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# The value of $\mathop {\lim }\limits_{n \to \infty } \dfrac{{\left( {\sum {{n^2}} } \right)\left( {\sum {{n^3}} } \right)}}{{\left( {\sum {{n^6}} } \right)}}$ isA.1B.$\dfrac{3}{2}$ C.$\dfrac{5}{6}$ D.$\dfrac{7}{{12}}$

Last updated date: 09th Sep 2024
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Hint: We will use the sum of squares of n natural numbers given by $\dfrac{{n\left( {n + 1} \right)\left( {2n + 1} \right)}}{6}$, the sum of cubes of n natural numbers given by ${\left( {\dfrac{{n\left( {n + 1} \right)}}{2}} \right)^2}$ and the sum of n natural numbers raise to the power 6 given by $\dfrac{1}{{42}}n\left( {n + 1} \right)\left( {2n + 1} \right)\left( {3{n^4} + 6{n^3} - 3n + 1} \right)$. We will simplify these sum of the series after putting them in the required equation $\mathop {\lim }\limits_{n \to \infty } \dfrac{{\left( {\sum {{n^2}} } \right)\left( {\sum {{n^3}} } \right)}}{{\left( {\sum {{n^6}} } \right)}}$. Upon further simplification, we will get the value of this function and we will check which of the solutions matches the obtained answer.

We are required to find the value of $\mathop {\lim }\limits_{n \to \infty } \dfrac{{\left( {\sum {{n^2}} } \right)\left( {\sum {{n^3}} } \right)}}{{\left( {\sum {{n^6}} } \right)}}$.
We know that the sum of squares of first n natural numbers is given by: $\sum {{n^2} = \dfrac{{n\left( {n + 1} \right)\left( {2n + 1} \right)}}{6}}$
Similarly, the sum of the cubes of n natural numbers is given by: $\sum {{n^3} = } {\left( {\dfrac{{n\left( {n + 1} \right)}}{2}} \right)^2}$ and the sum of n natural numbers raise to the power 6 is given by:$\sum {{n^6} = } \dfrac{1}{{42}}n\left( {n + 1} \right)\left( {2n + 1} \right)\left( {3{n^4} + 6{n^3} - 3n + 1} \right)$
Substituting these values in $\mathop {\lim }\limits_{n \to \infty } \dfrac{{\left( {\sum {{n^2}} } \right)\left( {\sum {{n^3}} } \right)}}{{\left( {\sum {{n^6}} } \right)}}$, we get
$\Rightarrow \mathop {\lim }\limits_{n \to \infty } \dfrac{{\left( {\sum {{n^2}} } \right)\left( {\sum {{n^3}} } \right)}}{{\left( {\sum {{n^6}} } \right)}} = \mathop {\lim }\limits_{n \to \infty } \dfrac{{\dfrac{{n\left( {n + 1} \right)\left( {2n + 1} \right)}}{6}{{\left( {\dfrac{{n\left( {n + 1} \right)}}{2}} \right)}^2}}}{{\dfrac{1}{{42}}n\left( {n + 1} \right)\left( {2n + 1} \right)\left( {3{n^4} + 6{n^3} - 3n + 1} \right)}}$
Simplifying this equation, we get
$\Rightarrow \mathop {\lim }\limits_{n \to \infty } \dfrac{{\dfrac{{n\left( {n + 1} \right)\left( {2n + 1} \right)}}{6}{{\left( {\dfrac{{n\left( {n + 1} \right)}}{2}} \right)}^2}}}{{\dfrac{1}{{42}}n\left( {n + 1} \right)\left( {2n + 1} \right)\left( {3{n^4} + 6{n^3} - 3n + 1} \right)}} = \mathop {\lim }\limits_{n \to \infty } \dfrac{{\dfrac{1}{6}\left( {2{n^3} + 3{n^2} + n} \right)\dfrac{1}{4}\left( {{n^4} + 2{n^3} + {n^2}} \right)}}{{\dfrac{1}{{42}}\left( {6{n^7} + 21{n^6} + 21{n^5} - 7{n^3} + n} \right)}}$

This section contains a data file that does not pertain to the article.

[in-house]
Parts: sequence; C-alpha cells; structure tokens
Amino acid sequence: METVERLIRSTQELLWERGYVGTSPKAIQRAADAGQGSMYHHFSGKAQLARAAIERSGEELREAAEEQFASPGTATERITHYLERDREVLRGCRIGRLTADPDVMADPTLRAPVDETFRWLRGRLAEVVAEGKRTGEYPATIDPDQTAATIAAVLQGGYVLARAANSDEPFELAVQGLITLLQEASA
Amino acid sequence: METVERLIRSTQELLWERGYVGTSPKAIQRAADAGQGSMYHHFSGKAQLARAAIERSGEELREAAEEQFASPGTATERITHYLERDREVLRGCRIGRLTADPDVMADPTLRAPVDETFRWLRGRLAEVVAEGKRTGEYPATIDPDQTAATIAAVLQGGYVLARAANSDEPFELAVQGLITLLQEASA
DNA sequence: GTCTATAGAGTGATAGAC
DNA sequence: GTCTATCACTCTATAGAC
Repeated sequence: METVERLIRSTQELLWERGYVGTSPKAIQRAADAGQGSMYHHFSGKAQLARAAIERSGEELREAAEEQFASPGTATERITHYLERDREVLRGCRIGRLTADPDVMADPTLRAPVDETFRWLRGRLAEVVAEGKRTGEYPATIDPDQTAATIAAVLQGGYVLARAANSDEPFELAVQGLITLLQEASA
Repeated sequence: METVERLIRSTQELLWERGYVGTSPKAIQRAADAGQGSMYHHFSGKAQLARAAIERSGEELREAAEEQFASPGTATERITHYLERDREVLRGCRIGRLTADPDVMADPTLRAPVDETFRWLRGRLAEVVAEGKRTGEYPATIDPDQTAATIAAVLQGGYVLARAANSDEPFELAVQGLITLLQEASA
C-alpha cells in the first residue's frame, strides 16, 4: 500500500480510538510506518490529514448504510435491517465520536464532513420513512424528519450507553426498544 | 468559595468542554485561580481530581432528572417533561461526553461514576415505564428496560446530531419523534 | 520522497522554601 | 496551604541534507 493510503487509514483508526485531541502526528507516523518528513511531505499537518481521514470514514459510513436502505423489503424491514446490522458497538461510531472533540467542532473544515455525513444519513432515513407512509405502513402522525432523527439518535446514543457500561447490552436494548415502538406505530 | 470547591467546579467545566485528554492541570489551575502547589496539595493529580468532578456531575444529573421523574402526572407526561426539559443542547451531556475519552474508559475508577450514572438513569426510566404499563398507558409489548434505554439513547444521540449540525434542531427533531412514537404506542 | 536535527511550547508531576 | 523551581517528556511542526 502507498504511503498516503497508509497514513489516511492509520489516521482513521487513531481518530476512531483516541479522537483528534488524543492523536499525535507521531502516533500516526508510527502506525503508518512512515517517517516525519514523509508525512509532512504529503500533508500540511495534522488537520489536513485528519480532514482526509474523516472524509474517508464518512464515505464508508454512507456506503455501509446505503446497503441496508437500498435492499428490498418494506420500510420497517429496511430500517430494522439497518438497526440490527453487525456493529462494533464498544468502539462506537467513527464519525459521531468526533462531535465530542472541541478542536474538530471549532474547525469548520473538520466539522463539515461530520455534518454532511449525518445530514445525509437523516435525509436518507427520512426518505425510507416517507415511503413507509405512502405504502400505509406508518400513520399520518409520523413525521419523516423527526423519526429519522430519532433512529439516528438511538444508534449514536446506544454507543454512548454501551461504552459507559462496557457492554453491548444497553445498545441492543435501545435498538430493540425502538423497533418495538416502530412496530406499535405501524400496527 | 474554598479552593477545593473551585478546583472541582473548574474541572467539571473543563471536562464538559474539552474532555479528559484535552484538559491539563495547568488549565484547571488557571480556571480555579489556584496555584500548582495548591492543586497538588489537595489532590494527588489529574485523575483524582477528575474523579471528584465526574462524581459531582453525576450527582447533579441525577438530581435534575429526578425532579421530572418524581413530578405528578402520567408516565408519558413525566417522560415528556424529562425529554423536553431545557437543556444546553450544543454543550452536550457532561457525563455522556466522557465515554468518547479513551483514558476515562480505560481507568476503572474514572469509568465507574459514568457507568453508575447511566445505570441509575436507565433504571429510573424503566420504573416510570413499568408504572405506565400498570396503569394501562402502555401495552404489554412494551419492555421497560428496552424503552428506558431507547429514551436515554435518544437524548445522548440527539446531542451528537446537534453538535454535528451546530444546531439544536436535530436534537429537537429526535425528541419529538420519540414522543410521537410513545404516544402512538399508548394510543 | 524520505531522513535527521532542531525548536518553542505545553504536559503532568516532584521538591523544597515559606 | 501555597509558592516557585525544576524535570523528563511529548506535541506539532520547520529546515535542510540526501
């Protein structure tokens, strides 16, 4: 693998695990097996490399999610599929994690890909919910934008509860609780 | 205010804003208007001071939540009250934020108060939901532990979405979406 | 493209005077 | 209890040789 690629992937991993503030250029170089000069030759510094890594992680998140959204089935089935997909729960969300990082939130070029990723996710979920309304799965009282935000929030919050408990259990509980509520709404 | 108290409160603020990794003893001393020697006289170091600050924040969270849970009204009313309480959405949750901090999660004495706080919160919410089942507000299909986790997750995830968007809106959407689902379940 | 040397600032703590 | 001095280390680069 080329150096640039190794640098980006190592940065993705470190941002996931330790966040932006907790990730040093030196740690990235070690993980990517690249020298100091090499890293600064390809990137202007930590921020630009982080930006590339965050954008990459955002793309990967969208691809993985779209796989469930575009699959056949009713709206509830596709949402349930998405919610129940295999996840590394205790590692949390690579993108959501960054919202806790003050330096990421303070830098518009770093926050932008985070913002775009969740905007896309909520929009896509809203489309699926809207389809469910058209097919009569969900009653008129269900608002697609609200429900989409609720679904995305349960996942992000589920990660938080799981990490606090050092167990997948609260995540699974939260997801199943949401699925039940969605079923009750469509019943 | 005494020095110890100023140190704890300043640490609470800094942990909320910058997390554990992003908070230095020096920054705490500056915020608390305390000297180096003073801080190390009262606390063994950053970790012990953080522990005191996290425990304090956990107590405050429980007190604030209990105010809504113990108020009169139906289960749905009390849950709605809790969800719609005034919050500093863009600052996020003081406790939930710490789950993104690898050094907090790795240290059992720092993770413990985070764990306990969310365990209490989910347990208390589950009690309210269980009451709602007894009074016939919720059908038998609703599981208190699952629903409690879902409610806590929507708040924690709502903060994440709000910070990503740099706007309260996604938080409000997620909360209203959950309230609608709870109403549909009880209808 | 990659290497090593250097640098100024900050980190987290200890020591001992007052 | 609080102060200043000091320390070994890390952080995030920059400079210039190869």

Upon simplifying the numerator, we get
$\Rightarrow \mathop {\lim }\limits_{n \to \infty } \dfrac{{\left( {\sum {{n^2}} } \right)\left( {\sum {{n^3}} } \right)}}{{\left( {\sum {{n^6}} } \right)}} = \mathop {\lim }\limits_{n \to \infty } \dfrac{{\dfrac{1}{{24}}\left( {2{n^7} + 4{n^6} + 2{n^5} + 3{n^6} + 6{n^5} + 3{n^4} + {n^5} + 2{n^4} + {n^3}} \right)}}{{\dfrac{1}{{42}}\left( {6{n^7} + 21{n^6} + 21{n^5} - 7{n^3} + n} \right)}}$
Taking the constant term $\left( {\dfrac{{\dfrac{1}{{24}}}}{{\dfrac{1}{{42}}}} = \dfrac{{42}}{{24}} = \dfrac{7}{4}} \right)$ out of the limit and taking ${n^7}$ common from both the numerator and the denominator, we get
$\Rightarrow \mathop {\lim }\limits_{n \to \infty } \dfrac{{\left( {\sum {{n^2}} } \right)\left( {\sum {{n^3}} } \right)}}{{\left( {\sum {{n^6}} } \right)}} = \dfrac{7}{4}\mathop {\lim }\limits_{n \to \infty } \dfrac{{{n^7}\left( {2 + \dfrac{4}{n} + \dfrac{2}{{{n^2}}} + \dfrac{3}{n} + \dfrac{6}{{{n^2}}} + \dfrac{3}{{{n^3}}} + \dfrac{1}{{{n^2}}} + \dfrac{2}{{{n^3}}} + \dfrac{1}{{{n^4}}}} \right)}}{{{n^7}\left( {6 + \dfrac{{21}}{n} + \dfrac{{21}}{{{n^2}}} - \dfrac{7}{{{n^4}}} + \dfrac{1}{{{n^6}}}} \right)}}$
$\Rightarrow \mathop {\lim }\limits_{n \to \infty } \dfrac{{\left( {\sum {{n^2}} } \right)\left( {\sum {{n^3}} } \right)}}{{\left( {\sum {{n^6}} } \right)}} = \dfrac{7}{4}\mathop {\lim }\limits_{n \to \infty } \dfrac{{\left( {2 + \dfrac{4}{n} + \dfrac{2}{{{n^2}}} + \dfrac{3}{n} + \dfrac{6}{{{n^2}}} + \dfrac{3}{{{n^3}}} + \dfrac{1}{{{n^2}}} + \dfrac{2}{{{n^3}}} + \dfrac{1}{{{n^4}}}} \right)}}{{\left( {6 + \dfrac{{21}}{n} + \dfrac{{21}}{{{n^2}}} - \dfrac{7}{{{n^4}}} + \dfrac{1}{{{n^6}}}} \right)}}$
Applying the limit $n \to \infty$ , we get
$\Rightarrow \mathop {\lim }\limits_{n \to \infty } \dfrac{{\left( {\sum {{n^2}} } \right)\left( {\sum {{n^3}} } \right)}}{{\left( {\sum {{n^6}} } \right)}} = \dfrac{7}{4}\left( {\dfrac{2}{6}} \right) = \dfrac{7}{{12}}$ $\left[ {\because {\text{ as n}} \to \infty {\text{ then }}\dfrac{1}{n} \to \dfrac{1}{\infty } = 0} \right]$
Therefore, the value of $\mathop {\lim }\limits_{n \to \infty } \dfrac{{\left( {\sum {{n^2}} } \right)\left( {\sum {{n^3}} } \right)}}{{\left( {\sum {{n^6}} } \right)}}$ is $\dfrac{7}{{12}}$.
Hence, option (D) is correct.

Note: In such questions, you should know the formula of the sum of the series or expansion used since these are questions which have direct implementation of the standard formulae and are quite easy yet lengthy but you can score well. You can also solve this question by using L’ Hopital’s rule but it would be more time consuming and complicated as well.